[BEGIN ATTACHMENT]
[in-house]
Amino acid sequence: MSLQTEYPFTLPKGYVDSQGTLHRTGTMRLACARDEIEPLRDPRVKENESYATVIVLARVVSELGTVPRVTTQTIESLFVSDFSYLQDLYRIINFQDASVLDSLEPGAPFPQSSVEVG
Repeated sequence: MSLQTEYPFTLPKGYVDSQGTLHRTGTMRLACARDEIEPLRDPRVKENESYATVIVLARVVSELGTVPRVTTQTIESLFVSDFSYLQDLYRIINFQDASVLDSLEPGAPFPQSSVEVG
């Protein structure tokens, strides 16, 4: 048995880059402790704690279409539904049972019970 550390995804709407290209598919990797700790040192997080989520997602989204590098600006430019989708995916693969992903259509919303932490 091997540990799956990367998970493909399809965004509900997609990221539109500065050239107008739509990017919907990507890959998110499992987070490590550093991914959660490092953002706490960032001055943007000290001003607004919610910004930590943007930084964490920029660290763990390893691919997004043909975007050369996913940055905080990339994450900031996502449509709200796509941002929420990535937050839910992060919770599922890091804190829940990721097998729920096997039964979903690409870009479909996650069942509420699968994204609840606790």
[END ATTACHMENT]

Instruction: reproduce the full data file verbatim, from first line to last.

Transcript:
[in-house]
Amino acid sequence: MSLQTEYPFTLPKGYVDSQGTLHRTGTMRLACARDEIEPLRDPRVKENESYATVIVLARVVSELGTVPRVTTQTIESLFVSDFSYLQDLYRIINFQDASVLDSLEPGAPFPQSSVEVG
Repeated sequence: MSLQTEYPFTLPKGYVDSQGTLHRTGTMRLACARDEIEPLRDPRVKENESYATVIVLARVVSELGTVPRVTTQTIESLFVSDFSYLQDLYRIINFQDASVLDSLEPGAPFPQSSVEVG
């Protein structure tokens, strides 16, 4: 048995880059402790704690279409539904049972019970 550390995804709407290209598919990797700790040192997080989520997602989204590098600006430019989708995916693969992903259509919303932490 091997540990799956990367998970493909399809965004509900997609990221539109500065050239107008739509990017919907990507890959998110499992987070490590550093991914959660490092953002706490960032001055943007000290001003607004919610910004930590943007930084964490920029660290763990390893691919997004043909975007050369996913940055905080990339994450900031996502449509709200796509941002929420990535937050839910992060919770599922890091804190829940990721097998729920096997039964979903690409870009479909996650069942509420699968994204609840606790």